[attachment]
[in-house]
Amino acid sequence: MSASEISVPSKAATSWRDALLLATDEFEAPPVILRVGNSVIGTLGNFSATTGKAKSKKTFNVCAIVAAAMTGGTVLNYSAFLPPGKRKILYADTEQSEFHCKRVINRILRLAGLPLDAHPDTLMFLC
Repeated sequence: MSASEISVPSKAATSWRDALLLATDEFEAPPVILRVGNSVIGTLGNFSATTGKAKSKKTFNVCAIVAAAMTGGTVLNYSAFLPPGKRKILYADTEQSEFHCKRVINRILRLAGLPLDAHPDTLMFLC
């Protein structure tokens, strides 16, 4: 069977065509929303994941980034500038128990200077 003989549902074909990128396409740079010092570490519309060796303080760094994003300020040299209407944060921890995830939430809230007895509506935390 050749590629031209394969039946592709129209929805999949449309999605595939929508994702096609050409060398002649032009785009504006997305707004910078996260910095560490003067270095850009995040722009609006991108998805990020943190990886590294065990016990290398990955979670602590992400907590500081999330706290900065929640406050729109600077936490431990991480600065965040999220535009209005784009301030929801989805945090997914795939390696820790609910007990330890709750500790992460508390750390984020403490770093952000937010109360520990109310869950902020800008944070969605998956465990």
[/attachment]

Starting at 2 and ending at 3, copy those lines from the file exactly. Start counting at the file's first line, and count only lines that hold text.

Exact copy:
Amino acid sequence: MSASEISVPSKAATSWRDALLLATDEFEAPPVILRVGNSVIGTLGNFSATTGKAKSKKTFNVCAIVAAAMTGGTVLNYSAFLPPGKRKILYADTEQSEFHCKRVINRILRLAGLPLDAHPDTLMFLC
Repeated sequence: MSASEISVPSKAATSWRDALLLATDEFEAPPVILRVGNSVIGTLGNFSATTGKAKSKKTFNVCAIVAAAMTGGTVLNYSAFLPPGKRKILYADTEQSEFHCKRVINRILRLAGLPLDAHPDTLMFLC